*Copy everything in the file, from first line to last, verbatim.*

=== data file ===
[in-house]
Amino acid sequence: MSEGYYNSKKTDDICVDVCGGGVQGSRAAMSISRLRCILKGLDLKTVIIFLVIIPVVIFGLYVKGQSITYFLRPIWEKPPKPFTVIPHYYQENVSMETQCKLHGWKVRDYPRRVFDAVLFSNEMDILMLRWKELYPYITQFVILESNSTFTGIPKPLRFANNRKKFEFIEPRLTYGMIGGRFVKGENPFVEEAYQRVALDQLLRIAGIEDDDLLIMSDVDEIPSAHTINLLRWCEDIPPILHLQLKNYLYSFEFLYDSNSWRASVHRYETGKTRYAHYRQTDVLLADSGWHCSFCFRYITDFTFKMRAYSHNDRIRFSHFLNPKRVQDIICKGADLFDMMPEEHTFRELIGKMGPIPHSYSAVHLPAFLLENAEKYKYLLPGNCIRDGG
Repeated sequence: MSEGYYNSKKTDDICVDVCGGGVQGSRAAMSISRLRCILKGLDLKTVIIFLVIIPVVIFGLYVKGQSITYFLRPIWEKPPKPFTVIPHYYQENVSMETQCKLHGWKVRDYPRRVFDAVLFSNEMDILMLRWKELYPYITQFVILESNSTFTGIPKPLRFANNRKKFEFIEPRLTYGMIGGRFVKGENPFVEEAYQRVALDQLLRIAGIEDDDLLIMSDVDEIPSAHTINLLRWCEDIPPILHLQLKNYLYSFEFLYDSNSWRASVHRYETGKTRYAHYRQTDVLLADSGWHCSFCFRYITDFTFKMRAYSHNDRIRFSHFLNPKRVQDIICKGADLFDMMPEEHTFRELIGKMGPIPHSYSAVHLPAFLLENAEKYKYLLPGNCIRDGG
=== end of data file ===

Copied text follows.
[in-house]
Amino acid sequence: MSEGYYNSKKTDDICVDVCGGGVQGSRAAMSISRLRCILKGLDLKTVIIFLVIIPVVIFGLYVKGQSITYFLRPIWEKPPKPFTVIPHYYQENVSMETQCKLHGWKVRDYPRRVFDAVLFSNEMDILMLRWKELYPYITQFVILESNSTFTGIPKPLRFANNRKKFEFIEPRLTYGMIGGRFVKGENPFVEEAYQRVALDQLLRIAGIEDDDLLIMSDVDEIPSAHTINLLRWCEDIPPILHLQLKNYLYSFEFLYDSNSWRASVHRYETGKTRYAHYRQTDVLLADSGWHCSFCFRYITDFTFKMRAYSHNDRIRFSHFLNPKRVQDIICKGADLFDMMPEEHTFRELIGKMGPIPHSYSAVHLPAFLLENAEKYKYLLPGNCIRDGG
Repeated sequence: MSEGYYNSKKTDDICVDVCGGGVQGSRAAMSISRLRCILKGLDLKTVIIFLVIIPVVIFGLYVKGQSITYFLRPIWEKPPKPFTVIPHYYQENVSMETQCKLHGWKVRDYPRRVFDAVLFSNEMDILMLRWKELYPYITQFVILESNSTFTGIPKPLRFANNRKKFEFIEPRLTYGMIGGRFVKGENPFVEEAYQRVALDQLLRIAGIEDDDLLIMSDVDEIPSAHTINLLRWCEDIPPILHLQLKNYLYSFEFLYDSNSWRASVHRYETGKTRYAHYRQTDVLLADSGWHCSFCFRYITDFTFKMRAYSHNDRIRFSHFLNPKRVQDIICKGADLFDMMPEEHTFRELIGKMGPIPHSYSAVHLPAFLLENAEKYKYLLPGNCIRDGG